I arrived in Scotland to snow flurries and weather which changes dramatically. One minute your enjoying the sunshine then the skies darken in a pelting of hail then just as quickly it’s back to clear skies and white fluffy clouds set against a brilliant blue sky.
I love this changeable weather which was still at play as I began my walk up the steep road from Bonhill which takes you up towards Carman Hill. Halfway up the road a Roe deer suddenly stuck her head through the hedge, then on seeing me she bounded off back through the fields. What a start to my walk as I ‘ve only ever seen deer on these hills a couple of times and never at such close range.
As I walked up the rest of the road the hedge was a boundary between me and another world but as I stepped off the tarmac I stepped over a threshold leaving the world of towns, traffic, roads and the humdrum of everyday life into a wilder world of skylarks, of gorse in bloom and echoes of a far older time.
I have walked these hills many times, through different ages and different lives all within one lifetime. Across this threshold everything feels different. The wind wild and silent roars when it weaves its way through the rowan tree branches. It blows the cobwebs off taking away worries and concerns that also sink out through my feet to be dissolved in the dark peaty earth.
I followed the dry stone dyke up the hill and half way up my ears heard a much missed song – that of the skylark (click here to hear the Skylarks song
). The stories of the land are here. There are only loose threads left in the folklore – yet there are holders of other threads in the song of the skylark, the flight of the seagull, the unfurling of the bracken and held in the rocks of the wall.
I love the moss filled cracks in these rocks at the top of Carman Hill. I often wonder if these rocks are part of the bedrock or carried here by great ice sheets. Are the markings striations from ancient ice glaciers – although I heard another option that they might be cracks caused by a fire which was set in celebration of the wedding of Queen Alexandra & the Prince of Wales (later King Edward) in 1863. Seemingly this fire cracked several of the big rocks badly but must have been quite spectacular as it was said it was seen from several surrounding counties.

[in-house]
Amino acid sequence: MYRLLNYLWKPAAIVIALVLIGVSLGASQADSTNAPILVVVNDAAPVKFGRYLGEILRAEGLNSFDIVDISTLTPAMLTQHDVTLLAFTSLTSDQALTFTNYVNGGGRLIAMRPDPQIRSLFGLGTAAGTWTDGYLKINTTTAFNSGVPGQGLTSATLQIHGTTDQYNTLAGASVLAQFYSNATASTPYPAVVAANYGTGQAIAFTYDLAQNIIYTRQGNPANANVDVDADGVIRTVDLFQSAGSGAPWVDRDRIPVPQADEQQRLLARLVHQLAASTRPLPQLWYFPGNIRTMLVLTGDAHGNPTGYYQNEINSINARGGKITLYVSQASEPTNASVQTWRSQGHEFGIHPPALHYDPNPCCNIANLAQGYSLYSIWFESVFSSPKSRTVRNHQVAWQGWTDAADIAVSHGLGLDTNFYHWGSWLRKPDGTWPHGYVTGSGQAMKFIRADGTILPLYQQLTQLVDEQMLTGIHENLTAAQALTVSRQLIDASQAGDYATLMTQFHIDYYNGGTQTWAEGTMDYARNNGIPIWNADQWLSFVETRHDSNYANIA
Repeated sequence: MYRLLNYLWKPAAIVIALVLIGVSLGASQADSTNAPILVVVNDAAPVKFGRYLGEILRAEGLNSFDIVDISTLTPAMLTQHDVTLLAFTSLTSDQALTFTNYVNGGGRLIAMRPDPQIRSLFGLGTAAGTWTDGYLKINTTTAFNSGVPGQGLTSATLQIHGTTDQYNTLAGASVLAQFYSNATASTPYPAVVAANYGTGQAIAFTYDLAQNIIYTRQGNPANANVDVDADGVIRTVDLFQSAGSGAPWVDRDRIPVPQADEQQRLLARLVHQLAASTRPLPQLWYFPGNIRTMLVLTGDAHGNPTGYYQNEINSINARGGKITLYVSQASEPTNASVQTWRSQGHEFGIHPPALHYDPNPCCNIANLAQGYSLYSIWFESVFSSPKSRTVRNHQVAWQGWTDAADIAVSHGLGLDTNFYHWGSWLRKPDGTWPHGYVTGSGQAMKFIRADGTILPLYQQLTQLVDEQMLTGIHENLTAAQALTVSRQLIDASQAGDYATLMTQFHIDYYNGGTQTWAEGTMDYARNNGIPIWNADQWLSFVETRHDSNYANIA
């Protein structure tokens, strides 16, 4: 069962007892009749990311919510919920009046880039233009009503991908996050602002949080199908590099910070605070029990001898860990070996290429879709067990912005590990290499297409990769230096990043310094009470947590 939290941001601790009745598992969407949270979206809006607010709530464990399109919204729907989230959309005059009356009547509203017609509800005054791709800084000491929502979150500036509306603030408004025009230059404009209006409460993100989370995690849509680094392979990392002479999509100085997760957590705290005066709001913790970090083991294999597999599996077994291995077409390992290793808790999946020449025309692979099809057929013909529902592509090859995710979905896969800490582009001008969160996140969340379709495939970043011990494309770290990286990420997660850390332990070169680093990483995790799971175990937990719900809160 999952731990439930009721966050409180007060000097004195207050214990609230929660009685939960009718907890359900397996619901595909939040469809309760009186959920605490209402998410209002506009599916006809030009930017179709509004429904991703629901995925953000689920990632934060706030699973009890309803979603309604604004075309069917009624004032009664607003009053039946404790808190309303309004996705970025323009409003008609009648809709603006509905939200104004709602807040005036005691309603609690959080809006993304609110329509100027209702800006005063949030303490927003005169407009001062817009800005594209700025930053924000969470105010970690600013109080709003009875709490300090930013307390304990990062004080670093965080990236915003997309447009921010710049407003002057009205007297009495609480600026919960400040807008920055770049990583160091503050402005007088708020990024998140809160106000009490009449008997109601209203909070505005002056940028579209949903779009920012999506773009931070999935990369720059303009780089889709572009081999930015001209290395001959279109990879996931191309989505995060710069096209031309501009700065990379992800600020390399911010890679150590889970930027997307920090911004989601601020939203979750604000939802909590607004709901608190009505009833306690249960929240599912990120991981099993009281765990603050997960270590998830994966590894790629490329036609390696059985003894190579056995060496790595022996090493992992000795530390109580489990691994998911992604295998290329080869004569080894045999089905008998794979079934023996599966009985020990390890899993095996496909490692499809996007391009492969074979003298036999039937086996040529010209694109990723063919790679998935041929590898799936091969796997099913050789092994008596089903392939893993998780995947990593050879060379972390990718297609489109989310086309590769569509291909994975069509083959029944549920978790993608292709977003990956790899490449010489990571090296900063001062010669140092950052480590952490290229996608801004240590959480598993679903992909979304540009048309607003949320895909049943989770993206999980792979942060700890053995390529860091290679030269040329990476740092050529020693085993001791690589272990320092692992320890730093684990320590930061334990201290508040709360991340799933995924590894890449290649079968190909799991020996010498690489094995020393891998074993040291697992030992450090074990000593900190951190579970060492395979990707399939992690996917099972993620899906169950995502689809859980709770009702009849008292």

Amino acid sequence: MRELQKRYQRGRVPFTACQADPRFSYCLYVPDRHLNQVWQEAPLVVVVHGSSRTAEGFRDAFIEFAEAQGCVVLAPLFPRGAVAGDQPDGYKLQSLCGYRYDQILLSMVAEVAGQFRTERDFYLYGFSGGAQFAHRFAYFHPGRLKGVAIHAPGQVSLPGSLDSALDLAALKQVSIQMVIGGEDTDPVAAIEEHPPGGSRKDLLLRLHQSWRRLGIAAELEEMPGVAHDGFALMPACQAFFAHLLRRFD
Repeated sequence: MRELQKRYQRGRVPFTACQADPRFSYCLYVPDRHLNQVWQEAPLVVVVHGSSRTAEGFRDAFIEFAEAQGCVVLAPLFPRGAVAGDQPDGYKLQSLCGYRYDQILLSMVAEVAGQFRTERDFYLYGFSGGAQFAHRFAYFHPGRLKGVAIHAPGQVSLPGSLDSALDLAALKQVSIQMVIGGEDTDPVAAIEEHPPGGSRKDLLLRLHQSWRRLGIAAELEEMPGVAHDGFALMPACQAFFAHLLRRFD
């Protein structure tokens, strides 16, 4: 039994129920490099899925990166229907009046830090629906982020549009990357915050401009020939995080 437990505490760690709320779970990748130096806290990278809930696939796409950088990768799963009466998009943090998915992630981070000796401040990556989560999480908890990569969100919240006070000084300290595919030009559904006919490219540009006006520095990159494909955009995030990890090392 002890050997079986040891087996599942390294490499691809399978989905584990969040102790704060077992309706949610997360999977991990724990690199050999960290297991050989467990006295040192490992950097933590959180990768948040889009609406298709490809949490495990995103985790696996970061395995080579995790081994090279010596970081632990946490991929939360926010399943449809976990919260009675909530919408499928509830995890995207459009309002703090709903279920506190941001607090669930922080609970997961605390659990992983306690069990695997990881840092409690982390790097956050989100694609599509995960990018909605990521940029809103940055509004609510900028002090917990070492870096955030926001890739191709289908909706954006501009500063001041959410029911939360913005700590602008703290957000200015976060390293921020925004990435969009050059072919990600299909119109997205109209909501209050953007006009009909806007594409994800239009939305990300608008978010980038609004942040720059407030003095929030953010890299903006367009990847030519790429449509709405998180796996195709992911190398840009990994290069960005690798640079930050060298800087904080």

As the clouds shape shifted and raced over the landscape a circular patch appeared like a great eye looking down on me. The great third eye of the Cailleach in fact her story is knitted into everything around me and she watches from a thousands eyes. From the eyes of the Roe deer who stuck her head through the fence, to the eyes of the calves in the field as I walked by the farm. She watches me from the eyes of the Scot’s Pine trees, from the bright yellow eyes of the daffodils, from the snails and the rocks of the crow and the buzzard. She watches behind all the eyes of this place.
Looking out towards the Clyde Estuary
The skies began to darken as the rains came in, clouds like great skirts of rain – shifting and morphing like a dance, the dance of Clutha an ancient diety of the Clyde and all the local water forms.
As i turned around and headed back leaving this wild world and over the threshold the sun came out and I was treated to a rainbow which turned into a double rainbow through which one of our first summer visitors, the swallow, flew through singing her chirpy song (click here to listen to the song of the swallow).